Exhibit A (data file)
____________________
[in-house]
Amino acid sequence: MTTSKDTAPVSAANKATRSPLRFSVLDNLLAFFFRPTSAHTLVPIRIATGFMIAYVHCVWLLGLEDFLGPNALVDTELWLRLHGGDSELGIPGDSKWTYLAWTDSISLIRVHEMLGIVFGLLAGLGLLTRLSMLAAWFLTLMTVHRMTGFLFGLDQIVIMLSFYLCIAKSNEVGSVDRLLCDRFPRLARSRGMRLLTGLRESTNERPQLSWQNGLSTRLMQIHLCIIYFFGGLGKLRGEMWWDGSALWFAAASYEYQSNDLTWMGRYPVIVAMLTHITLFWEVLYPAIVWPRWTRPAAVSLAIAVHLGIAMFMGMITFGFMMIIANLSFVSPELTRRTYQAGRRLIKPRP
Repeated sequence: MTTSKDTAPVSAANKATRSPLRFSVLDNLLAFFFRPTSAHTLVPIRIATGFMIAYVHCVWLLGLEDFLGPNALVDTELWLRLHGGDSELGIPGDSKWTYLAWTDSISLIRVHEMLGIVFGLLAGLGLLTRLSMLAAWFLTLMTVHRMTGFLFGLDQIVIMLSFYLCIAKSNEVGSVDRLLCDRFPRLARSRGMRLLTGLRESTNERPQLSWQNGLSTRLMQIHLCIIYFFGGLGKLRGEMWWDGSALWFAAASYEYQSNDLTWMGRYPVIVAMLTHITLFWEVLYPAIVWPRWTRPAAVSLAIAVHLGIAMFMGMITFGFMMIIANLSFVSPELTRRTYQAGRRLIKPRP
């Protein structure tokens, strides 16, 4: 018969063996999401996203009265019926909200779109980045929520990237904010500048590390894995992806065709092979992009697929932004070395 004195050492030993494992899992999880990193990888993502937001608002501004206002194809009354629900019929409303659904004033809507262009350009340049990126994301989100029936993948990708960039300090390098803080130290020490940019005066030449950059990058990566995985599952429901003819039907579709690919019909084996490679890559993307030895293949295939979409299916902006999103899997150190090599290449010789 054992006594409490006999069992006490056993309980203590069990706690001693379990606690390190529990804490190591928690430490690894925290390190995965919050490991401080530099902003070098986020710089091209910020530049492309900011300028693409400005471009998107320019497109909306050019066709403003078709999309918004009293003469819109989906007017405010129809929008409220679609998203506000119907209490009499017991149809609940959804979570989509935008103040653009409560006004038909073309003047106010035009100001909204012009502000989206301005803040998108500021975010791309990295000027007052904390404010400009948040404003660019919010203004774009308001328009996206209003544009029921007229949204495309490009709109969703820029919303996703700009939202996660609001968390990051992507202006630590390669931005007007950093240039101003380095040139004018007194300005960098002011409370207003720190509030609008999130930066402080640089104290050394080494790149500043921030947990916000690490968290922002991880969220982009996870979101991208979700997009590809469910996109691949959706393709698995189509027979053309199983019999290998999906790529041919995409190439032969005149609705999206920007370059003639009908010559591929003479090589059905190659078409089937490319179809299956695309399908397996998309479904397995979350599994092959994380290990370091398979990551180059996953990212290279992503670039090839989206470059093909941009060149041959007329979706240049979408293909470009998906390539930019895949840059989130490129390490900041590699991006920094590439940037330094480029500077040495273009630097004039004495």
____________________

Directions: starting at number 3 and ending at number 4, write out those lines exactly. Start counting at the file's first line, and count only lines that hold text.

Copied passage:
Repeated sequence: MTTSKDTAPVSAANKATRSPLRFSVLDNLLAFFFRPTSAHTLVPIRIATGFMIAYVHCVWLLGLEDFLGPNALVDTELWLRLHGGDSELGIPGDSKWTYLAWTDSISLIRVHEMLGIVFGLLAGLGLLTRLSMLAAWFLTLMTVHRMTGFLFGLDQIVIMLSFYLCIAKSNEVGSVDRLLCDRFPRLARSRGMRLLTGLRESTNERPQLSWQNGLSTRLMQIHLCIIYFFGGLGKLRGEMWWDGSALWFAAASYEYQSNDLTWMGRYPVIVAMLTHITLFWEVLYPAIVWPRWTRPAAVSLAIAVHLGIAMFMGMITFGFMMIIANLSFVSPELTRRTYQAGRRLIKPRP
């Protein structure tokens, strides 16, 4: 018969063996999401996203009265019926909200779109980045929520990237904010500048590390894995992806065709092979992009697929932004070395 004195050492030993494992899992999880990193990888993502937001608002501004206002194809009354629900019929409303659904004033809507262009350009340049990126994301989100029936993948990708960039300090390098803080130290020490940019005066030449950059990058990566995985599952429901003819039907579709690919019909084996490679890559993307030895293949295939979409299916902006999103899997150190090599290449010789 054992006594409490006999069992006490056993309980203590069990706690001693379990606690390190529990804490190591928690430490690894925290390190995965919050490991401080530099902003070098986020710089091209910020530049492309900011300028693409400005471009998107320019497109909306050019066709403003078709999309918004009293003469819109989906007017405010129809929008409220679609998203506000119907209490009499017991149809609940959804979570989509935008103040653009409560006004038909073309003047106010035009100001909204012009502000989206301005803040998108500021975010791309990295000027007052904390404010400009948040404003660019919010203004774009308001328009996206209003544009029921007229949204495309490009709109969703820029919303996703700009939202996660609001968390990051992507202006630590390669931005007007950093240039101003380095040139004018007194300005960098002011409370207003720190509030609008999130930066402080640089104290050394080494790149500043921030947990916000690490968290922002991880969220982009996870979101991208979700997009590809469910996109691949959706393709698995189509027979053309199983019999290998999906790529041919995409190439032969005149609705999206920007370059003639009908010559591929003479090589059905190659078409089937490319179809299956695309399908397996998309479904397995979350599994092959994380290990370091398979990551180059996953990212290279992503670039090839989206470059093909941009060149041959007329979706240049979408293909470009998906390539930019895949840059989130490129390490900041590699991006920094590439940037330094480029500077040495273009630097004039004495």